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Right To Buy Eligibility Reduced To Three Years

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This sneaked through the Commons last night..

http://www.insidehousing.co.uk/home/blogs/paying-the-bill/7004332.blog

However, here’s what will become law in England this summer as a result of Monday’s votes (there are other minor changes I don’t have room for):

  • The qualifying period for the right to buy will be reduced from five years to three
  • Local authorities will no longer be able to impose standards for new homes that go beyond the building regulations (mainly on energy efficiency)
  • Legislation banning short-term lets of homes in London will be repealed
  • The secretary of state will no longer have the power to require local authorities to produce housing strategies

The last of these may sound more important than it actually is because as I understand it the power has never actually been used but the other three could have major implications and there were last-minute attempts to amend all of them on Monday night.

So from October I'll be eligible to buy. Would I buy? Well it depends on whether we continue to have inflation busting social rent rises. That is the 'stick' of course.

Edited by aSecureTenant

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Looking at this from my perspective (not being a tenant of a council owned house), RTB buyers are not market participants so it's hard to see how this could have any effect on current market prices. RTB sales are not included in the Land Registry data as they aren't at full market value, so a short term increase in RTB purchases (from demand brought forward) isn't going to have any effect on published HPI figures. On the other hand, in some cases it's going to be taking future buyers out of the market, since if somebody is in a council owned house and wants to buy, they are more likely to wait for RTB eligibility.

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Anyone that can afford to buy their council home, shouldn't be eligble to live in one. Maybe I'm stuck in a Clement Attlee 1940's timewarp, where the original intent was to reserve them for the socially and financially disadvanged.

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It's like the DFS sale. Buy now - last day of sale.

(What's the discount like? If it's a decent houses in a decent area and it's a good price then it's free money)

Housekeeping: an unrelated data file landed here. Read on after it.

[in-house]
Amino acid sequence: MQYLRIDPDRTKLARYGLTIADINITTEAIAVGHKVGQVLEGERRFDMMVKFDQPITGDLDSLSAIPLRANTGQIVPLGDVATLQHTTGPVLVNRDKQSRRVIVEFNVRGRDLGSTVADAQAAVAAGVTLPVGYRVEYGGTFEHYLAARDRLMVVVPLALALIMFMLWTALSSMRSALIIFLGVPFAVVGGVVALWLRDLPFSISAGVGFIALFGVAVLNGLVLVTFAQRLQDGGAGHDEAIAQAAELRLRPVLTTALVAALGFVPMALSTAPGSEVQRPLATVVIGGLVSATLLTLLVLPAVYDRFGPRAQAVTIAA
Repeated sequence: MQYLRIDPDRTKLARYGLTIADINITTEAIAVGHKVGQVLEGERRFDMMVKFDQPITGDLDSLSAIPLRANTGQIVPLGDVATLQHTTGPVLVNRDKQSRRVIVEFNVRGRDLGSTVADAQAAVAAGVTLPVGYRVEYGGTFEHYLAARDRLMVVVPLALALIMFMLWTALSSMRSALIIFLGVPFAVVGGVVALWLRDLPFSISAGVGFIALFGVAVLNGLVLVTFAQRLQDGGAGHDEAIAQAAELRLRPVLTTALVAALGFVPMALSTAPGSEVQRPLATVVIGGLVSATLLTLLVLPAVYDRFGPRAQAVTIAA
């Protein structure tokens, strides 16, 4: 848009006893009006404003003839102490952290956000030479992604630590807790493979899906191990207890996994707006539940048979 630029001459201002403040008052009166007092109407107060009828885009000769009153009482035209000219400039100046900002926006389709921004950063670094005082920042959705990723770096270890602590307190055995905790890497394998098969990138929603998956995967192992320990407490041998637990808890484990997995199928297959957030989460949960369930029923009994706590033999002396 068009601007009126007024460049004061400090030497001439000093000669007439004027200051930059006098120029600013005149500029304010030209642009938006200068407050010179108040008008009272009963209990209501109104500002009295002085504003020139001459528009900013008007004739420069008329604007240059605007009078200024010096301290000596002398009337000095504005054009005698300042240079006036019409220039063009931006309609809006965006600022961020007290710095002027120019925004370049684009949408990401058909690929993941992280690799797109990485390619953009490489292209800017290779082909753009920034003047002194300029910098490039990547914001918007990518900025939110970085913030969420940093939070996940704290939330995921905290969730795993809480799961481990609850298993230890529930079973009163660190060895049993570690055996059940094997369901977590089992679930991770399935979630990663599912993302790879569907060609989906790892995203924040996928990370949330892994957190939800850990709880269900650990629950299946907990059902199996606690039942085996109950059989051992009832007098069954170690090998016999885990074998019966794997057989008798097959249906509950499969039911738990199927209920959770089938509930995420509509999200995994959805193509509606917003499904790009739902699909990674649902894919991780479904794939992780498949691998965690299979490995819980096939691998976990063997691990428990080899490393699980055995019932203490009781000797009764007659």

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Looking at this from my perspective (not being a tenant of a council owned house), RTB buyers are not market participants so it's hard to see how this could have any effect on current market prices. RTB sales are not included in the Land Registry data as they aren't at full market value, so a short term increase in RTB purchases (from demand brought forward) isn't going to have any effect on published HPI figures. On the other hand, in some cases it's going to be taking future buyers out of the market, since if somebody is in a council owned house and wants to buy, they are more likely to wait for RTB eligibility.

A friend of mine got a £70000 discount!

well worth waiting 3 years!

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A friend of mine got a £70000 discount!

well worth waiting 3 years!

Looks like I'll be eligible in October. Looking at £32k discount on £64k which seems to be the going rate on local sales (assuming its 50% after three years and not five).

What is one to do, with above inflation social rent rises, and if the Tories get in again, what is left of social housing will end up in the hands of their hedge fund mates anyway.

Edited by aSecureTenant

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Well, I guess my 2 bedroomed bungalow would be `valued` at 200,000 so I`d have to come up with 130,000 leaving a discount of 70,000.

I had thought that RTB had slipped from my hands (due to a stroke) but it seems that I`ll be starting work again over the next couple of weeks.

And we`ve had a new boiler put in too....

I wish I could get away with 32,000.....I suppose getting away with 130,000 must be pretty neat for most though.....

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meanwhile, 9bn in overseas aid...thats 9bn in borrowed funds of course.

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Everything and the kitchen sink to ensure a pre-election bubble.